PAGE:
• The "Modus ponendo ponens" button applies the derivation rule of modus ponendo ponens (short: modus ponens). If you want to apply the modus ponendo ponens, first select the two lines of your derivation you want to apply the rule to. Secondly, select the "Modus ponendo ponens button". At the press of your fingertip, the rule will be applied, and the resulting proposition will be added to your derivation.
• The "Setup" button allows for using an axiomatic system of your own. After choosing "Setup", the builder will display a large text area containing the current axioms. You may at any time change them, replace them, or add axioms of your choosing. Note that the builder will not try to assure that your axioms are making sense - all they need to be is syntactically well-formed. To start using your newly entered axioms, select the "Accept" button. If you are experiencing second thoughts, you might prefer the button labelled "Reject" which will cancel your input and reset the builder to the most recently used axiomatic system.
• The checkbox labelled "Polish Notation" allows for switching to Lukasiewicz's ingenious bracket-free notation.
• All the "Print view" button does is showing your whole derivation in a separate window. This separate windows allows for copying, empowering you to "copy & paste" your derivation to any other program of your liking, e.g. a word processor. Since Java applets are not allowed to access the system clipboard themselves, this is the only way to get your derivation into another program.

## An Example

Suppose, for example, that you want to derive `P->P`. First, you will have to instantiate axiom 2, substituting Q->P for Q and P for R. In the axiom area, select axiom 2. In the substitution area, change the content of the text field labelled "substitution for Q" to "Q->P", and the content of the text field labelled "substitution for R" to P. Then select the button labelled "Axiom". This will result in the following line to be added to the derivation area to the left:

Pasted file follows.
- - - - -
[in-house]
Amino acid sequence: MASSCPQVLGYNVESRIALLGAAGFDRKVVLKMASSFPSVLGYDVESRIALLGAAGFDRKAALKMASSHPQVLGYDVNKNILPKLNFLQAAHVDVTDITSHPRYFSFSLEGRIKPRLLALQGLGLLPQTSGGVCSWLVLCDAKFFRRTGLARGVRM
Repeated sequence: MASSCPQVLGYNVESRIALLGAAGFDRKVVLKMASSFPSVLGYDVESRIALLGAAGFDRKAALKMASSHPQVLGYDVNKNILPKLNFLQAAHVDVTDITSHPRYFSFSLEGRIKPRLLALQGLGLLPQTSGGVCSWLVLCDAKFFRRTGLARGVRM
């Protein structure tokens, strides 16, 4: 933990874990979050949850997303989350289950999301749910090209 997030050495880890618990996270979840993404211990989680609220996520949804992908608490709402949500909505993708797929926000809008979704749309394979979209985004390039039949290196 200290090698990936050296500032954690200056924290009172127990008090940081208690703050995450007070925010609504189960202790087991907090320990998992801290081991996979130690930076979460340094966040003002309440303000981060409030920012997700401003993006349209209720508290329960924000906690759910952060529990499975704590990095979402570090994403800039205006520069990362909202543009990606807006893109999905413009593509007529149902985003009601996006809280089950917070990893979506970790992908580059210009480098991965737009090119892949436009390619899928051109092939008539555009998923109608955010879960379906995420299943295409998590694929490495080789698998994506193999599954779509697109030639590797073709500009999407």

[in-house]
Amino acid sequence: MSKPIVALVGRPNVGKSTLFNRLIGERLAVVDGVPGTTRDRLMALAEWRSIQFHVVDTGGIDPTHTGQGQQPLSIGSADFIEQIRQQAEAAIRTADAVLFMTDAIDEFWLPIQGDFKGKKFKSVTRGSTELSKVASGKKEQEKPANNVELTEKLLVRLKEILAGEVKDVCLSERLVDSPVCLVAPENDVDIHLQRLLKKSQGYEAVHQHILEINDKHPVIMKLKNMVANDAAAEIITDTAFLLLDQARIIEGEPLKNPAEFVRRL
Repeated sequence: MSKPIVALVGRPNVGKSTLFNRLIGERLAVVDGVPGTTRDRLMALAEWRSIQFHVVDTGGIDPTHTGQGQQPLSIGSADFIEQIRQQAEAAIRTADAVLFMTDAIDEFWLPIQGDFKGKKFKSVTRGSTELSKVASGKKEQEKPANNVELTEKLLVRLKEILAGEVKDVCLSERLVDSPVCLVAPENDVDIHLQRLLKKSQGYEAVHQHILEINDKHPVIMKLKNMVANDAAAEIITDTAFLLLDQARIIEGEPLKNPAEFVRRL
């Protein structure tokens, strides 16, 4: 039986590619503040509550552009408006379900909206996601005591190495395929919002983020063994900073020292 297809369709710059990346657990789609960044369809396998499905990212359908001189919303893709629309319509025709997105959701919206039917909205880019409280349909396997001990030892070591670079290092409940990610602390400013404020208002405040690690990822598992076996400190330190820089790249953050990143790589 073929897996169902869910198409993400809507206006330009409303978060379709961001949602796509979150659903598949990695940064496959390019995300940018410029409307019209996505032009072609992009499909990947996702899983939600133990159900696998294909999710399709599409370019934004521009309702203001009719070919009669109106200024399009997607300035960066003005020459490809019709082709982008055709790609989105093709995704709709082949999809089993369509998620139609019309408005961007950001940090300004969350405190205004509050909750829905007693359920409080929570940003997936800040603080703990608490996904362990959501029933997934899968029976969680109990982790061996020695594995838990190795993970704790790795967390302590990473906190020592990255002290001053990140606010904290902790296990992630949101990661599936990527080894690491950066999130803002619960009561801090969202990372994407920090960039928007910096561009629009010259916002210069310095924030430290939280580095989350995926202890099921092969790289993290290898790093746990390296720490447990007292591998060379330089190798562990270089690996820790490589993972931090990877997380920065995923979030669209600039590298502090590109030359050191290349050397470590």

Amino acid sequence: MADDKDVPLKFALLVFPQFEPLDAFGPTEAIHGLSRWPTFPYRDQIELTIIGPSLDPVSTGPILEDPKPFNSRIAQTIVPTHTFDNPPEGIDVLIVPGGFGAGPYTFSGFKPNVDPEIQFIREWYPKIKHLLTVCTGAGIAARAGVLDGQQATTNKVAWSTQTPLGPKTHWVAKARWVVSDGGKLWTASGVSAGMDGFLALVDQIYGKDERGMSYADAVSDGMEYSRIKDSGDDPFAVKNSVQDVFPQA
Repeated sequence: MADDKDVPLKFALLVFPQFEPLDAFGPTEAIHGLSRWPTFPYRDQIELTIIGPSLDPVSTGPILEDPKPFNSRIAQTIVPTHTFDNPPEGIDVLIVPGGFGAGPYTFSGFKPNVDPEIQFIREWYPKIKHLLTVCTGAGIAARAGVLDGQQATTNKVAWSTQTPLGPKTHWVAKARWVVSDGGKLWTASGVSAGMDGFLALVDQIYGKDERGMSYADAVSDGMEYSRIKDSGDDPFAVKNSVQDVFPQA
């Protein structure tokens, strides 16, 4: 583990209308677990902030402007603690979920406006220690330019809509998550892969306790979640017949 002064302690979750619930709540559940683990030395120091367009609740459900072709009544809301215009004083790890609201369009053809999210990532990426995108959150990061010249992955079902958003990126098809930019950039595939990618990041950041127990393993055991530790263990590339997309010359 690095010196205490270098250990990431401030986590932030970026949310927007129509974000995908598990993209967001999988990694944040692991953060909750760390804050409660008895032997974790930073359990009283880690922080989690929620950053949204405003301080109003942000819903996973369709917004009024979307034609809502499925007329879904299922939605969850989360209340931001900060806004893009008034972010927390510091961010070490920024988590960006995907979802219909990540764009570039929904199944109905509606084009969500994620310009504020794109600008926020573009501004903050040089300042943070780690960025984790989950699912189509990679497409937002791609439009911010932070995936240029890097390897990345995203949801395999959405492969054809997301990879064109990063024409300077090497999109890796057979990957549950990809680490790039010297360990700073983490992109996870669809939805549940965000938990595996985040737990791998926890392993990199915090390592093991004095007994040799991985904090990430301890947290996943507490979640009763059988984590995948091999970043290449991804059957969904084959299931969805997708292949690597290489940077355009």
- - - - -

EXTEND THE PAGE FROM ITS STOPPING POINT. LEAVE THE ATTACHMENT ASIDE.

`1. (P -> ((Q -> P) -> P)) -> ((P -> (Q -> P)) -> (P -> P)), Ax 2`

Next, you will want to instantiate axiom 1, substituting Q->P for Q. First, select the axiom in the axiom area to the right; then enter the substitution, "Q->P", in the text field labelled "subsitution for Q". After doing so, again select the "Axiom" button. A second line will be added to the derivation:

```1. (P -> ((Q -> P) -> P)) -> ((P -> (Q -> P)) -> (P -> P)), Ax 2
2. P -> ((Q -> P) -> P), Ax 1```

Now, by applying the modus ponendo ponens to these two lines, you may derive the proposition ((P -> (Q -> P)) -> (P -> P)). For doing so, first select both lines of the derivation. Then select the button labelled "Modus ponendo ponens". This will result in the desired third line to be added to the derivation:

```1. (P -> ((Q -> P) -> P)) -> ((P -> (Q -> P)) -> (P -> P)), Ax 2
2. P -> ((Q -> P) -> P), Ax 1
3. (P -> (Q -> P)) -> (P -> P), 1, 2, MPP```

For deriving the desired result, P > P, you will need two more steps: First, use axiom 1 for getting the antecedent of the proposition shown in line 3. Secondly, apply modus ponendo ponens to these two lines. After these two steps, your derivation will be the following:

```1. (P -> ((Q -> P) -> P)) -> ((P -> (Q -> P)) -> (P -> P)), Ax 2
2. P -> ((Q -> P) -> P), Ax 1
3. (P -> (Q -> P)) -> (P -> P), 1, 2, MPP
4. P -> (Q -> P), Ax 1
5. P -> P, 3, 4, MPP```

© Christian Gottschall / christian.gottschall@posteo.de / 2012-03-31 01:19:53